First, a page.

TDM to IPThe Federal Communications Commission is seeking input on whether it should require telecom service providers retiring traditional copper phone wiring to provide and monitor batteries providing backup power to customer premises equipment. Additionally the commission is considering whether a service provider that lets its copper infrastructure deteriorate should be considered to have retired that equipment.

These are just a few of the ideas discussed in a notice of proposed rulemaking about the TDM-to-IP transition adopted by the FCC on November 21 and released publicly last week. As usual the NPRM includes some requirements that the FCC indicates it anticipates imposing, while other ideas are simply put forth for discussion.

Proposed TDM-to-IP Transition Requirements
Among the requirements the FCC indicates it anticipates imposing are:

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  • A requirement for service providers replacing copper-based service with a fiber-based alternative to provide eight hours of backup power for the new customer premises equipment (for discussion is whether service providers would need to educate end users about this), to ensure that customers would be able to reach emergency services during a power outage
  • Requiring end users to provision their own battery backup to meet requirements beyond the initial eight-hour period as long as consumers would have “ready access, through standard commercial outlets, to replacement batteries or other backup power technology”
  • Defining copper retirement to include “removing and disabling of copper loops, sub-loops and the feeder portion of loops”
  • Service providers would not have to obtain approval from the FCC before retiring copper loops but would have to meet various notification requirements, including advising the commission and “each telephone exchange service provider that interconnects with the incumbent LEC’s network” of the planned change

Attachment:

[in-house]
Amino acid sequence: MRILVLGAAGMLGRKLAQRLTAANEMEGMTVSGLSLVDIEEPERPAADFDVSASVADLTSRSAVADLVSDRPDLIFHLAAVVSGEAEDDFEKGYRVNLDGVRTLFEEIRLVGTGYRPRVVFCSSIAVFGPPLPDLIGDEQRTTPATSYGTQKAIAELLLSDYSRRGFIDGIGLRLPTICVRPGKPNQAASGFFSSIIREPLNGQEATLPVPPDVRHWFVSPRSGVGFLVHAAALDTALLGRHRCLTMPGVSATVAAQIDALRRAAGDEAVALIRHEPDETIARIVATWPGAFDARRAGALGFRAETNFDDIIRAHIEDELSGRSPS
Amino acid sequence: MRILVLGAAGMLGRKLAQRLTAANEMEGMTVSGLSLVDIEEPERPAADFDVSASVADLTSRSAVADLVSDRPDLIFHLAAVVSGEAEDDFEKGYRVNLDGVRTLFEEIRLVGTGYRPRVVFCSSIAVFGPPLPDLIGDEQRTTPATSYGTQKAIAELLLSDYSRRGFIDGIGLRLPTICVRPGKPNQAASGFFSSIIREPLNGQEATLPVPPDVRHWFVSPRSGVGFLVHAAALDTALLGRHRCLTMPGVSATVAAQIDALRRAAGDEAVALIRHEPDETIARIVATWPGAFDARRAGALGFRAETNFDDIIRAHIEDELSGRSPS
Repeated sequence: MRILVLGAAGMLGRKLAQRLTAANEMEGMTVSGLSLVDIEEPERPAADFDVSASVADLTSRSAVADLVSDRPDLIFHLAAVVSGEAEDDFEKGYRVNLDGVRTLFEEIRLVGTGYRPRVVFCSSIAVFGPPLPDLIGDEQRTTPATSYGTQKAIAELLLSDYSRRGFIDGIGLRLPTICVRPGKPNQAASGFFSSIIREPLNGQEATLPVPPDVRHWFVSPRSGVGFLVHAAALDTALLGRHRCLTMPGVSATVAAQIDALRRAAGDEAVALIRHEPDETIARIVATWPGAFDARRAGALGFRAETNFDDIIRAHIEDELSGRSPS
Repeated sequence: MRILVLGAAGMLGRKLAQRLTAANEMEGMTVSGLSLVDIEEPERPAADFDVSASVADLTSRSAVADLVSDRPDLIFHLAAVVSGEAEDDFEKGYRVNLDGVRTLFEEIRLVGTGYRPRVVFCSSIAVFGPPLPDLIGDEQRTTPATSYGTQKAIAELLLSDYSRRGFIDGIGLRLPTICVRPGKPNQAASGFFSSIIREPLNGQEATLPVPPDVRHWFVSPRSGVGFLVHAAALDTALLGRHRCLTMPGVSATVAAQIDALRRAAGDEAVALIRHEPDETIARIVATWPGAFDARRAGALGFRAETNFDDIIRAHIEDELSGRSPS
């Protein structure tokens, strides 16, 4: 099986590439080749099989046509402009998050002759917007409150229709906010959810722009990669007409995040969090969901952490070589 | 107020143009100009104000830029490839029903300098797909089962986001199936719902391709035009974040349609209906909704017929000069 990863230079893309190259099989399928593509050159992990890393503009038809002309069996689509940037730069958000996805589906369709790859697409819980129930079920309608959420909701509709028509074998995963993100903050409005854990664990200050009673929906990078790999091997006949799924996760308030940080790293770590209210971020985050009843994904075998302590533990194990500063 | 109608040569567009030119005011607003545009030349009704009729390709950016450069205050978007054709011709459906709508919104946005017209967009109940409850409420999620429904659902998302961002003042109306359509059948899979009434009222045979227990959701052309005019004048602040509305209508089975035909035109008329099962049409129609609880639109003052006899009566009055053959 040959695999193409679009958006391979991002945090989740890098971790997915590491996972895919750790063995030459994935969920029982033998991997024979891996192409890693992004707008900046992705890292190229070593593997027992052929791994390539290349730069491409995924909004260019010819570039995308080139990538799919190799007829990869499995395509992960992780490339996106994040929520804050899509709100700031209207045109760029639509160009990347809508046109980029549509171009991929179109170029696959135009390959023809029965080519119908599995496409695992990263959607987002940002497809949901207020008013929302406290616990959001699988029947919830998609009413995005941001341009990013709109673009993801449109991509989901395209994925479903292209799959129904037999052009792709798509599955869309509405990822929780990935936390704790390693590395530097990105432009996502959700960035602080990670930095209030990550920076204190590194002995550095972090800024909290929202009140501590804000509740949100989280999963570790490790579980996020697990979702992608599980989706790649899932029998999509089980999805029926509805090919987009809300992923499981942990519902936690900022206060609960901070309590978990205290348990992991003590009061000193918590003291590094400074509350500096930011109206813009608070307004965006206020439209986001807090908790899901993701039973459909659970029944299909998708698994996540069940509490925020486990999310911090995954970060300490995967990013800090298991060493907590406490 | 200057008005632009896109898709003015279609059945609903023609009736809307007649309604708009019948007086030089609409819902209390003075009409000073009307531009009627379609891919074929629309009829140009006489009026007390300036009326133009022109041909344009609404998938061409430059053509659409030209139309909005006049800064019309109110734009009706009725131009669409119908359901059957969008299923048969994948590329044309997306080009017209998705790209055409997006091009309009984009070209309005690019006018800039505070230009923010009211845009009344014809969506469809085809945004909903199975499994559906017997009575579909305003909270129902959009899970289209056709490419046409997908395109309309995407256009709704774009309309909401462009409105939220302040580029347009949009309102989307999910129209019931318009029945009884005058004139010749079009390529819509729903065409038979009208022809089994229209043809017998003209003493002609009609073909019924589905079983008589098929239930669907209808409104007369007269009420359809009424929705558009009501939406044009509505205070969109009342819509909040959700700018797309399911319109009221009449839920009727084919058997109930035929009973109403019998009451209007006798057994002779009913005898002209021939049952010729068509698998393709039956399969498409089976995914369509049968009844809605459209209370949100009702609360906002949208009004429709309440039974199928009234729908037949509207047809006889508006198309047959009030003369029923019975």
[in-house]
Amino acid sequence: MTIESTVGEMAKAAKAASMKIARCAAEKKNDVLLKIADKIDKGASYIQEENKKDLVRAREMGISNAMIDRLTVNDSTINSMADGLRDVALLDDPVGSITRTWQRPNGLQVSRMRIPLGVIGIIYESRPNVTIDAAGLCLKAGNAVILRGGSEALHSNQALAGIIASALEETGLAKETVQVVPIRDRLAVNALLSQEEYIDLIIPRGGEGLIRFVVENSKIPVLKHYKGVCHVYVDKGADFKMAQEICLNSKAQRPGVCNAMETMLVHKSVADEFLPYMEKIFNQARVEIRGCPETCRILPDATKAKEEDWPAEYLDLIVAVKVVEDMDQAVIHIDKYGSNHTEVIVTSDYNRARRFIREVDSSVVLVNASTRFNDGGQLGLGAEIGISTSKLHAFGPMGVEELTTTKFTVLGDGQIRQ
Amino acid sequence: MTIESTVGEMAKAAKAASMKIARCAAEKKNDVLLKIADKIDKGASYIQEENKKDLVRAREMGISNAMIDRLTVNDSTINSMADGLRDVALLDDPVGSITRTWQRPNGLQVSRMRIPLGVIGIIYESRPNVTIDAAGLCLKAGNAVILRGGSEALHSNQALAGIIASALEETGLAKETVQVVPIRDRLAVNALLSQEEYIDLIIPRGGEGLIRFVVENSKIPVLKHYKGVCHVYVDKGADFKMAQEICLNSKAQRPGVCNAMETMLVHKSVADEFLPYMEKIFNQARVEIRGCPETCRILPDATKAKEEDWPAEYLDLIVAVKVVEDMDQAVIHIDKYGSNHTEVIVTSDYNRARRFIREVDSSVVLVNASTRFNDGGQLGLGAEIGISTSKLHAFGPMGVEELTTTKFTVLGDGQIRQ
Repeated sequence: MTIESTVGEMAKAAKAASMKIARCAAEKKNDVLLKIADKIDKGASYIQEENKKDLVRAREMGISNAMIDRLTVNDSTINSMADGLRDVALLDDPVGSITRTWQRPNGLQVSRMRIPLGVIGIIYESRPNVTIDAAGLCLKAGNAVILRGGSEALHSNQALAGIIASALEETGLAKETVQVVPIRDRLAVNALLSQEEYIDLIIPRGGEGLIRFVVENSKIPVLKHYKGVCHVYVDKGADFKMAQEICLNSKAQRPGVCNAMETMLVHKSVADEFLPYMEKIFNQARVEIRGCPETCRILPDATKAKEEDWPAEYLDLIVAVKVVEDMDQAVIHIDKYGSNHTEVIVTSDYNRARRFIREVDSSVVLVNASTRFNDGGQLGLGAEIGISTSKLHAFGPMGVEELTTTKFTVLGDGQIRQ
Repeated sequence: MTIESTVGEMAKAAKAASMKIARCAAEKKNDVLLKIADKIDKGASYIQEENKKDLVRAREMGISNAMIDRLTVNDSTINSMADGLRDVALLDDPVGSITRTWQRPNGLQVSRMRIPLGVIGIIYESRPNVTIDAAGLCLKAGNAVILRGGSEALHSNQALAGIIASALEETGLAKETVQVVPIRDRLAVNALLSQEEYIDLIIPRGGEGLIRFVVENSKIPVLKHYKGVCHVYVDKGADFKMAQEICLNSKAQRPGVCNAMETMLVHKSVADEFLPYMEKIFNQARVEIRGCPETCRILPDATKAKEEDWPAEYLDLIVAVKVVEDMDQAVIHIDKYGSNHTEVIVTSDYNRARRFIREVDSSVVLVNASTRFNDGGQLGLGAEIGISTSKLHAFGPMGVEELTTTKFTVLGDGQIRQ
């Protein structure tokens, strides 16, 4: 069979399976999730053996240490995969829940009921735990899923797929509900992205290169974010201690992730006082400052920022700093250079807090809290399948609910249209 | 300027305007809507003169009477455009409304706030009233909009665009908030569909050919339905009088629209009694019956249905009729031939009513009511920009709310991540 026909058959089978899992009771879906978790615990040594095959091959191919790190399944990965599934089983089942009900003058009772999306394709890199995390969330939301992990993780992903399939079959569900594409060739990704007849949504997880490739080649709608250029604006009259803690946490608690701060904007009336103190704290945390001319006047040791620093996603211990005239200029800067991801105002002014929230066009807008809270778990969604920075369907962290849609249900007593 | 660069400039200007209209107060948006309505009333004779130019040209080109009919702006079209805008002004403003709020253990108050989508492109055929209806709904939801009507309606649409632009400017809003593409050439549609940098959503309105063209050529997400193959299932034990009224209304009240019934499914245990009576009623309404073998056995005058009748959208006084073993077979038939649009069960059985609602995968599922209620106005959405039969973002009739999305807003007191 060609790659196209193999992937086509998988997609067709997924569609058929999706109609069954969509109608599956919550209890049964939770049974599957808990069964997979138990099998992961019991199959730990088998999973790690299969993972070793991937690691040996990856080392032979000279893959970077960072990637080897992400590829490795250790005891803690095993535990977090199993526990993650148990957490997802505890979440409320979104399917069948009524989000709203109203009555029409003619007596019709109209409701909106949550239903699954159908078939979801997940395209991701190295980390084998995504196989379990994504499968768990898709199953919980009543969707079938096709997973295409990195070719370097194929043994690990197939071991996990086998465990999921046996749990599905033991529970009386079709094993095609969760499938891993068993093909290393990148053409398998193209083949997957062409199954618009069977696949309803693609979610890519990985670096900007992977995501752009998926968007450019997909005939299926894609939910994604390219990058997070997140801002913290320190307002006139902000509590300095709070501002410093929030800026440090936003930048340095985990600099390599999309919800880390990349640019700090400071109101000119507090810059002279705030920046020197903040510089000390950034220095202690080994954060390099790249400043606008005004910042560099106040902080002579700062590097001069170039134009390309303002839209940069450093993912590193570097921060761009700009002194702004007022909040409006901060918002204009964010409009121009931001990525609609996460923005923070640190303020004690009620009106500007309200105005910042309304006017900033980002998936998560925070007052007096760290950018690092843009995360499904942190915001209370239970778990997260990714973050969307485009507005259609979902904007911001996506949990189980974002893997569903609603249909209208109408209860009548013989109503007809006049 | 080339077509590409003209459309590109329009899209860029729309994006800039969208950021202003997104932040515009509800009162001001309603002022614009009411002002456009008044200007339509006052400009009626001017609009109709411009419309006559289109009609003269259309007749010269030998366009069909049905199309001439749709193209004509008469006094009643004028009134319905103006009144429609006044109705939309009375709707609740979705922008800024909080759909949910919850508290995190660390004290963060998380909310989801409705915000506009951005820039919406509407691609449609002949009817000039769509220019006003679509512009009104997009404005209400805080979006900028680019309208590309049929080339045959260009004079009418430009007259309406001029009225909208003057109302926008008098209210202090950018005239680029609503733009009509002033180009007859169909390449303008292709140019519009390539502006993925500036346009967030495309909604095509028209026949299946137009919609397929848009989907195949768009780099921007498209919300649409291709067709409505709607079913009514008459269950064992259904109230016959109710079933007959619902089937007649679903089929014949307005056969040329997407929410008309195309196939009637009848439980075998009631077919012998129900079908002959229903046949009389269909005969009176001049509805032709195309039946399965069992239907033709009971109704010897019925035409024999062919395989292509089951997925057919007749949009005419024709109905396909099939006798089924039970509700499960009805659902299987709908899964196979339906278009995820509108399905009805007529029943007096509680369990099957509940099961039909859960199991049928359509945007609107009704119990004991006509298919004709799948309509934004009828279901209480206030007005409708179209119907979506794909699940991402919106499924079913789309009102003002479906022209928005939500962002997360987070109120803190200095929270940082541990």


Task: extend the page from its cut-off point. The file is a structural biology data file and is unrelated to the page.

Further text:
• Service providers would have to supply a “neutral statement of the various choices that the [company] makes available to retail customers affected by the planned network change” – a requirement aimed at preventing incumbents from upselling customers to bundled replacement services

The commission’s reasoning for not requiring pre-approval on copper retirement is that such a requirement “would undesirably harm incentives for fiber deployment.”

Ideas for Discussion
Ideas that the FCC is not currently recommending, but about which it requests more information include:

  • How to achieve “some level of standardization” in power systems and interfaces for VoIP services – a task the FCC said might be achieved in cooperation with standards bodies such as CableLabs or the Broadband Forum
  • Methods by which the commission could facilitate the sale of retired copper assets to other service providers
  • Whether the eight-hour backup requirement should be extended to 24 hours
  • Whether mobile cell phone charging stations could be feasible in addressing prolonged power outages in more rural areas

Join the Conversation

3 thoughts on “TDM-to-IP Transition: Does Copper Deterioration Equal Copper Retirement?

  1. Not so fast. The FCC doesn't get it. Instead of less dependency on powered lines, home owners and small businesses have greater dependency. It's not the voice calls guys, it's the powered broadband line and related services that make the difference these days. If you want near 99.999% up-time for broadband, there's nothing that can compete with DSL over a powered line. Cable can't do it – and they would love a way to kill DSL. A person can always use a cell phone for a voice call (battery powered), but broadband access during a power outage is just as critical, if not more so today. DSL doesn't go down due to power outages. And, how many people can afford fiber-to-the-home as an alternative. It's hardly there, and if it is, it's at least triple the cost of DSL. Washington DC bureaucrats live in fantasy land.

  2. Want to see a brand new FTTN/DSL install? Go here –
    http://wsrl.org/tds2.htm (bottom of page)

    Most rural RTs I'm familiar with have a backup capacity of around 3 hrs. give or take (assuming they are even maintained). There is NO local, State or Federal over site to guarantee this, that I'm aware of. The FCC had better back up and absolutely guarantee existing older installs can also meet their new requirements, especially in rural areas.

    To get this level of service –
    http://wsrl.org/pdfs/vtel-install-all.pdf

    I'd gladly supply my own.

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